Johnson County’s two top law enforcement officials raised eyebrows with comments they made recently at a “Back the Blue” rally in Overland Park.
At the event, Johnson County Sheriff Calvin Hayden, who is running unopposed on the general election ballot, spoke of protecting neighborhoods from being “terrorized” by protesters who have been demanding police accountability reforms in cities across the U.S. this summer, including in Overland Park and Prairie Village.
Hayden also said he had 100 officers “ready for any social unrest” on Election Day and afterwards.
In turn, District Attorney Steve Howe, who is facing his first contested reelection campaign in 12 years, spoke about a St. Louis couple who have gained a measure of notoriety for brandishing firearms outside their home as protesters walked by in June. That couple was arrested and later indicted by a grand jury for unlawful use of a weapon. But Howe said if something similar were to happen in Johnson County, the “right people” would be arrested, an apparent reference to protesters.
Still, with a week to go before Election Day, both Hayden and Howe now say Johnson Countians should not be worried about post-election violence or social unrest.
“Even though there’s a lot of rancor out there among people of different views I think people will be respectful. I don’t anticipate any problems,” Howe told the Post in a recent interview.
Howe’s Democratic opponent, criminal defense attorney Zach Thomas, also says he doubts that social disruption will become a problem locally after the election.
“It’s Johnson County. Despite the passion for politics I think the Midwestern mentality of being calm and collected will prevail,” he said. “Law enforcement will be out and available for either side.”
Despite election anxiety, JoCo in a ‘really good place’
Election anxiety has ramped up throughout the country, to the point that some law enforcement agencies in the Pacific Northwest and elsewhere are reportedly cancelling time off for officers and running strategies to deal with potential post-election unrest. Facebook, one of the biggest purveyors of news and election-related information in the country, has also reportedly made plans to try and keep the discourse calm and free of disinformation leading up to Election Day and after.
The rally where Howe and Hayden spoke took place Oct. 10 and came at the tail end of a parade of vehicles in support of President Donald Trump, which drew thousands of drivers and spectators to an area near 119th and Metcalf in Overland Park.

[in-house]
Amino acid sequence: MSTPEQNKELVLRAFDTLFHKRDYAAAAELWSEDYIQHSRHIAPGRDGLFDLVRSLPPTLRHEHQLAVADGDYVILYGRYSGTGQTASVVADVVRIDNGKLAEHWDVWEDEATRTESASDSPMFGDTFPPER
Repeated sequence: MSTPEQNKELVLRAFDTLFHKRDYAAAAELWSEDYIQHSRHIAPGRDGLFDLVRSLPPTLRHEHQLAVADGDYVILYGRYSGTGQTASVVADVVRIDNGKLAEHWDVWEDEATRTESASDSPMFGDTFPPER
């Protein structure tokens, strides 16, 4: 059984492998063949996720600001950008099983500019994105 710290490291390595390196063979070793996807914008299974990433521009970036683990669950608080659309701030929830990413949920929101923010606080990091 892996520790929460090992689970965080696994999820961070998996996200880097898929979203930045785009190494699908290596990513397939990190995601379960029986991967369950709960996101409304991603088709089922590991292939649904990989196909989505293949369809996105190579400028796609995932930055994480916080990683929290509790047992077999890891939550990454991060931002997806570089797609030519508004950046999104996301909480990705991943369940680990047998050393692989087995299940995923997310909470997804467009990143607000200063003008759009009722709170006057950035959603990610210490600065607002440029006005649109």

The remarks about protest marches, coming from the county’s two top law enforcement officials attracted a fair amount of social media attention.
The Post covered the event and reported Hayden’s comments saying he had 100 officers ready for social unrest and that departments in Overland Park and Olathe also are prepared.
Invited by the Post more recently to clarify that statement, Hayden said he was talking about the officers in his department who have received training in how to deal with protests and unrest. He had not planned any special extra staffing for post-election, he said.
Likewise, he said his remark to rally goers that, “We’ll stand strong for you because if they come here, they’ve come to the wrong place,” was directed at people who become violent or destroy property during protests, not peaceful protesters.
Hayden said Johnson County is “in a really good place,” and has generally been free of the friction that has occurred in protests in Lawrence and Kansas City, Mo. That’s partly due, he said, to law officers’ efforts to build good community relations.
If Johnson County has a problem after the election, it may be a reaction to unrest in other parts of the country, he said: “I think the longer it takes to tally the votes, the more stress there will be and if anything’s going to happen, I think we need to be ready for that.”
Hayden said he will support peaceful protests
As long as protests stay peaceful and don’t break the law, Hayden said, “We’ll support them. We’ll support them with everything we’ve got.”
But on the other hand, he said he’d also be prepared to step in if things got violent – even if unasked by cities with their own police departments.